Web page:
I have dealt with ITBS (Iliotibial band syndrome) since I ran my first half marathon in 2005. I did it to myself. I know it’s my fault I have ITBS. It probably could have been prevented if I wasn’t so hard headed. ITBS is very painful and only gets worse when you try to run through the pain. It can bring you to tears. What’s worse is when you really want to run and every step is painful, like a knife is stuck in your knee. Nothing is broke, it doesn’t bleed, and you can’t see what’s hurting or why it’s hurting. It doesn’t look like it should hurt so why does it hurt when I want to run!
I am definitely no expert but I have read a lot about the Iliotibial band and have seen Drs and been to PT since 2005. The Iliotibal band runs along the outside of your leg basically from the hip to just past the knee. The pain is usually located at the outside of the knee but can sometimes develop at the hip. My pain is at the knee(s). From my understanding the pain comes when the ITB rubs across the (inflamed) bursa at the knee. This is why it doesn’t hurt when you first start running but slowly becomes inflamed and the pain becomes worse the more the ITB rubs back and forth over the bursa. For me, when my ITB is aggravated, I can make it hurt by bending my knee slightly and leaning forward as if I am in a slow motion run or pushing off with the back leg. Going down stairs or down a hill is painful as well. I have learned to try and not bend my knee past a certain point when it is inflamed.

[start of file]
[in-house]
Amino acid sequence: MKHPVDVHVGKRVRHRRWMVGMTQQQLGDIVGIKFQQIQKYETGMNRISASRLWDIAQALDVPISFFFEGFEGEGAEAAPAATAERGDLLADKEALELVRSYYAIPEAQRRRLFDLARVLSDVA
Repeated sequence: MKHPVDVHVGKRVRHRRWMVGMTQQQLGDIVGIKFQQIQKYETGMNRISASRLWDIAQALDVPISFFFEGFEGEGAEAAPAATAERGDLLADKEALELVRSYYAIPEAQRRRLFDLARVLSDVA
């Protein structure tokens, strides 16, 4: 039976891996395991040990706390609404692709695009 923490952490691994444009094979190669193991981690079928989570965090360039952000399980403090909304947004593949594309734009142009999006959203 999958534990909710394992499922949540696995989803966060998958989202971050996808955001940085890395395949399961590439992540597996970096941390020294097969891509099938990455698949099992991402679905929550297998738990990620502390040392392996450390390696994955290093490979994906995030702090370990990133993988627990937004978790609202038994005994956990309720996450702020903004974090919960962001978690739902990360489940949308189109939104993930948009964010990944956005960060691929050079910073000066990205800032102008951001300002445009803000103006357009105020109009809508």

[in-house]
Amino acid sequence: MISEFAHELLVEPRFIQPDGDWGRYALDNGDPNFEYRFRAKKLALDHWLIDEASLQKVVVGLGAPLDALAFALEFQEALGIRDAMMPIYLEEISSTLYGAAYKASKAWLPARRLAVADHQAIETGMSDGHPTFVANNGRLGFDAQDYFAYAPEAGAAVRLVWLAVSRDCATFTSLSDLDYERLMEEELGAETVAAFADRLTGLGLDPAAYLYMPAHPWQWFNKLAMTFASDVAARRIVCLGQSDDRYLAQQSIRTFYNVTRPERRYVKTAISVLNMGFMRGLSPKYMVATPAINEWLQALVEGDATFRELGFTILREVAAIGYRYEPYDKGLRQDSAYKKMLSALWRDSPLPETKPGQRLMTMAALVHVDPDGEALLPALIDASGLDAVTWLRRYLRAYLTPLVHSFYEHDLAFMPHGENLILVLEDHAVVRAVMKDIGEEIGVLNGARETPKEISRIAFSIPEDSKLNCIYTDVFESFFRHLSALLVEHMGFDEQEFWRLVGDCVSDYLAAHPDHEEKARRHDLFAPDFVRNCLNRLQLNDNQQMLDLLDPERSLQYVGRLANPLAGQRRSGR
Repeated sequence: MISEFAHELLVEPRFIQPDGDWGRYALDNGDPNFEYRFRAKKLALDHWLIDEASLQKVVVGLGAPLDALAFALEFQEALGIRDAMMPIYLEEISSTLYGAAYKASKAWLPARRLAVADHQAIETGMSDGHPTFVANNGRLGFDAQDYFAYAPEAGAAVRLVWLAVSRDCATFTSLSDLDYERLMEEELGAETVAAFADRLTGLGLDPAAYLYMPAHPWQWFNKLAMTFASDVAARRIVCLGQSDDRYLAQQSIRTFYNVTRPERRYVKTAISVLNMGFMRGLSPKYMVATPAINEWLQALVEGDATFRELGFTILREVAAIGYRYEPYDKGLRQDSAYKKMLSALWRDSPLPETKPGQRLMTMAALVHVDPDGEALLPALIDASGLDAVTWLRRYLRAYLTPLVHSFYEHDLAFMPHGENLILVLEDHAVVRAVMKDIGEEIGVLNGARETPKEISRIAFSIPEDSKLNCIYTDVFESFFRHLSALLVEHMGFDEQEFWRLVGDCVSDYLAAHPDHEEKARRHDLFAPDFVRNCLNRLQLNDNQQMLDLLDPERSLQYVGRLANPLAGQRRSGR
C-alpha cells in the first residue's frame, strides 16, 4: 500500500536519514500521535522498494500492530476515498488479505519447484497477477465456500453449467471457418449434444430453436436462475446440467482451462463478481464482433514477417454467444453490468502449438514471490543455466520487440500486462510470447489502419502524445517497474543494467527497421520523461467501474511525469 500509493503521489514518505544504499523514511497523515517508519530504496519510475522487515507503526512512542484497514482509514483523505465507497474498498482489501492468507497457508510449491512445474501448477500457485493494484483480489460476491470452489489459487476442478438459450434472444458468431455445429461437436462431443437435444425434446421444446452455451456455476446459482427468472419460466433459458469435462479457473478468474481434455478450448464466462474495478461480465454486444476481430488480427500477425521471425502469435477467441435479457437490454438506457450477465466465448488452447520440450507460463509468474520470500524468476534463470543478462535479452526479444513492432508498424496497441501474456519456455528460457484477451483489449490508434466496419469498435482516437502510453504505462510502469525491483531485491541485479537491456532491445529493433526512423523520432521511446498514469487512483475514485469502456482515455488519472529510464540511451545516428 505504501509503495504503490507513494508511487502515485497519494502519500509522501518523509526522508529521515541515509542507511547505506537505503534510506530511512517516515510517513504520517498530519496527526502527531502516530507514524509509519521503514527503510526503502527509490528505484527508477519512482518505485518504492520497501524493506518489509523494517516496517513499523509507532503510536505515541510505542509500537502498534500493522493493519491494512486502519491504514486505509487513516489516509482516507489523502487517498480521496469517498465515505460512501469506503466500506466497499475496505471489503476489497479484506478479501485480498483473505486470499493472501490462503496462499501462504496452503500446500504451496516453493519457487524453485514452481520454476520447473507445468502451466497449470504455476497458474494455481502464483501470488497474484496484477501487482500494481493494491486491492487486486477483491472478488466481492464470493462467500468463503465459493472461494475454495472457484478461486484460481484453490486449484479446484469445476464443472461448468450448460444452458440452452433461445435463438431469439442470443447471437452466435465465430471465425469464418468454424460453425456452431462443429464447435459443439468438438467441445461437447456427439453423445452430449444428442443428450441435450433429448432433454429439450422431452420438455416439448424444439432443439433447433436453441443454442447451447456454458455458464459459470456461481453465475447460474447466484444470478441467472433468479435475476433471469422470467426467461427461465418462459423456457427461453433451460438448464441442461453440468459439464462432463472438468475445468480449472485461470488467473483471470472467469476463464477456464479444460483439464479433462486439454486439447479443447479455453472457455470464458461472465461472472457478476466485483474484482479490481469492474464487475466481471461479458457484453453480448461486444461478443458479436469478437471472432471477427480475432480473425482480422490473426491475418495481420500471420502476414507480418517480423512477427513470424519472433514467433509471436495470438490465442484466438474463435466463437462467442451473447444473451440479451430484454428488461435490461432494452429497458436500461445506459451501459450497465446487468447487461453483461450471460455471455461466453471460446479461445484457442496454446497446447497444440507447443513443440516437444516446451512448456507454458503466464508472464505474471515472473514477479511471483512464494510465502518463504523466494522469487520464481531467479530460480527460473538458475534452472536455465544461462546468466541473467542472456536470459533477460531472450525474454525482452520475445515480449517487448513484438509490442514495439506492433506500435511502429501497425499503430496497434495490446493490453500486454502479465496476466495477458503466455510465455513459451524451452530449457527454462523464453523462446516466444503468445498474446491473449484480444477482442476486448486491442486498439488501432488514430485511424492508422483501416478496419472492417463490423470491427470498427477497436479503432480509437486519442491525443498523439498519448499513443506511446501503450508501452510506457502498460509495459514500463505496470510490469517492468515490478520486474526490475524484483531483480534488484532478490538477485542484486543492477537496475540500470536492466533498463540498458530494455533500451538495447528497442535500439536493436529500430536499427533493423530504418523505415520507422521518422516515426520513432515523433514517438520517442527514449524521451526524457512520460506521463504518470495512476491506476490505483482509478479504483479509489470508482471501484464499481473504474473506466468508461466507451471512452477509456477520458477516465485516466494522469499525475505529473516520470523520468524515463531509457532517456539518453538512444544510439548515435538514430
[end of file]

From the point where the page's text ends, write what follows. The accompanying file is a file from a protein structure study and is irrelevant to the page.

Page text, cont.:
So back to how I was blessed with ITBS.. My sister had run her first marathon and I was told I couldn’t ever run that far. Wrong thing to say to me. I have always been active and ran occasionally but never consistently so I decided to run the Houston half marathon to prove people wrong. I ran “consistently” for about a week prior to the half and finished right at 2 hours. After that I had this ache in the outside of my knee but I had just run 13.1 miles so I figured it was supposed to hurt. I ran a few 5ks and one 10k that summer and signed up for the San Antonio Marathon in Nov. Again I didn’t really train and ran it with my sister finishing in 5:21. My knee was starting to feel a lot worse but I ignored it and ran the next Houston Marathon (Jan 06) with my sister again. Finished in 4:54.. After this I wanted to actually start running and training for other races but my knee was killing me. I finally went to the Dr and he told me I had developed ITBS. Obviously from running too many miles without training. I had a cortisone shot and was sent on my way. I was also prescribed a z-pack later that year. That summer I ran a few short races and signed up for SA and Houston Marathon. I bought an ITB strap to help with the pain while running. I trained a little bit more that year and finished SA in 4:13:09 with my ITB killing me. Ran Houston that next January and had to walk most of the last 6 miles finishing in 4:49… This is when it hit me that ITBS SUCKS and you really can’t run through the pain and just deal with it like my Dr. said (yeah, he actually told me to just push through it,, he also thought I was an idiot for running that far). That was my last marathon (Jan 07). I ended up with ITBS in BOTH knees.